The Equifax data breach, affecting about 145.5 million Americans, continues to provide income-enhancing opportunities for lawyers.
Under scrutiny now is the timing of Equifax's disclosure of the breach. Nearly six weeks elapsed between the time Equifax became aware of a problem and its disclosure of the problem. This is important because 48 states, the District of Columbia, Puerto Rico, Guam and the Virgin Islands have laws requiring notification of a data breach. (Alabama and South Dakota don't.)
A problem for a company experiencing a data breach is that these laws are not uniform. They define "personal information" differently, what happens if data is encrypted, whether an investigation is required before notification, who must be notified and how quickly notification must be given.
If you're the lawyer for a company trying to respond to a data breach, you're going to have long days sorting out the company's compliance responsibilities in all jurisdictions and responding to troubling inquiries from various state attorneys general (some of whom are seeking re-election).
In Colorado, the data breach notification law says a breach occurs when there is an "unauthorized acquisition of unencrypted computerized data that compromises the security, confidentiality or integrity of personal information. . "
"Personal information" means a first name or first initial and last name, in combination with one or more of: Social Security number; driver's license or identification card number; or account number (including a credit or debit card number), together with any security code, access code or password required for account access.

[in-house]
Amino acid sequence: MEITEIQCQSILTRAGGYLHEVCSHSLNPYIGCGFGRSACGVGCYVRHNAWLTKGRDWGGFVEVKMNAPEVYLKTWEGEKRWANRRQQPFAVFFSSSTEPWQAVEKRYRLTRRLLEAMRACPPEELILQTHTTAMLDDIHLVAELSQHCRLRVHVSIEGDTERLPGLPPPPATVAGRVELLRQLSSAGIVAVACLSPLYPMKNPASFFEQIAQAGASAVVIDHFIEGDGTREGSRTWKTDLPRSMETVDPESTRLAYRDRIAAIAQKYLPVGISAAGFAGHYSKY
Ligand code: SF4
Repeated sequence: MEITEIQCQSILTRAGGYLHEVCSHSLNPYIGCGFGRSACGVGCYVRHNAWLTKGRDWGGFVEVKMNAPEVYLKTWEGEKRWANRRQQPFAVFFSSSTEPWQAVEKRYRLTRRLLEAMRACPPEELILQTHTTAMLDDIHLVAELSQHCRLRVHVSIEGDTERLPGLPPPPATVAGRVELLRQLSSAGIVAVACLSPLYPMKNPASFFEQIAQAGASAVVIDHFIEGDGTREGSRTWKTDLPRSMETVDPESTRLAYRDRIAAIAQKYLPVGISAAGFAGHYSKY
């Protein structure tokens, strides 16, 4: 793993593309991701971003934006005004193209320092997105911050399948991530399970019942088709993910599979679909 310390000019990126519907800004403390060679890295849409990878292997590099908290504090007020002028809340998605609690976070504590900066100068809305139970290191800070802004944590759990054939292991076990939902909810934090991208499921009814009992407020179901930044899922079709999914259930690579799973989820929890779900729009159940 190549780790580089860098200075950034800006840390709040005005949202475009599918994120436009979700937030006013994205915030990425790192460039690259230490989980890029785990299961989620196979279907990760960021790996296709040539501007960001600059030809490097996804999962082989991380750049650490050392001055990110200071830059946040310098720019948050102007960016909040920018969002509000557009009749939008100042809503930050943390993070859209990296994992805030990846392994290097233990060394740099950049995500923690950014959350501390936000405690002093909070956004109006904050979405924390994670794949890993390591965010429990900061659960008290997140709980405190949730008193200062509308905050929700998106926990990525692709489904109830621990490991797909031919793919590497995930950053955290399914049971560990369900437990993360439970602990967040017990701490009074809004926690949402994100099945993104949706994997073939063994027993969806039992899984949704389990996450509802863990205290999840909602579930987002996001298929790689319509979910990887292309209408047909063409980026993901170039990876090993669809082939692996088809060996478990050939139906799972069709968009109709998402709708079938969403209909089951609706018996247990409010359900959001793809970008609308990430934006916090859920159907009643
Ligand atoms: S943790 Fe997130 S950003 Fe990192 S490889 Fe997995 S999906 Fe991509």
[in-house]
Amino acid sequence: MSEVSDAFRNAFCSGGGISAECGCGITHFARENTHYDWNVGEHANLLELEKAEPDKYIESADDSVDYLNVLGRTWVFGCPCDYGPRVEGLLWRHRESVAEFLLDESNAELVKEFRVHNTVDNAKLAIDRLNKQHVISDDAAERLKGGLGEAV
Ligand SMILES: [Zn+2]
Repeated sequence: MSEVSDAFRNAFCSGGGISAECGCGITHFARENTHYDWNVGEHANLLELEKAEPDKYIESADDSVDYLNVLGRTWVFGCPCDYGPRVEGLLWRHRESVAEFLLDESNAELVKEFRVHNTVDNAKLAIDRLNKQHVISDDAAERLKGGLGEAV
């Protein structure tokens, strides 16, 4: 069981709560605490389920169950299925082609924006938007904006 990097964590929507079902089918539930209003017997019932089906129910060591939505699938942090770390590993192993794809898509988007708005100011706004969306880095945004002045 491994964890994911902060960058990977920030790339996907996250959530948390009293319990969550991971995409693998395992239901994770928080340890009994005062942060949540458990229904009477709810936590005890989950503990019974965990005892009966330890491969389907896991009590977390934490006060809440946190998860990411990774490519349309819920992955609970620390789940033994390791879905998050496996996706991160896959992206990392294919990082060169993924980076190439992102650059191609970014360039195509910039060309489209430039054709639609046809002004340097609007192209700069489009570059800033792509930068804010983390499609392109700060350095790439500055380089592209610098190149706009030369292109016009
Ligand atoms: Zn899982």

When a company doing business in Colorado becomes aware of a security system breach, it must promptly and in good faith conduct an investigation to "determine the likelihood that personal information has been or will be misused." Unless this investigation concludes misuse has not occurred and is not reasonably likely to occur, the company must give notice of the breach to affected residents "as soon as possible."
To fuzz things up, the law also says that "notice shall be made in the most expedient time possible and without unreasonable delay, consistent with the legitimate needs of law enforcement and consistent with any measures necessary to determine the scope of the breach and to restore the reasonable integrity of the computerized data system." If more than 1,000 Colorado residents are affected, the law requires that a notice go to credit reporting agencies.
There is considerable debate whether giving notice of a data breach is a good idea. Some argue that notice makes things worse by inviting further cyberattacks. Others argue that widespread disclosure of data breaches helps to deter further attacks. In Colorado, the Legislature seems to have decided giving notice is the better bad choice.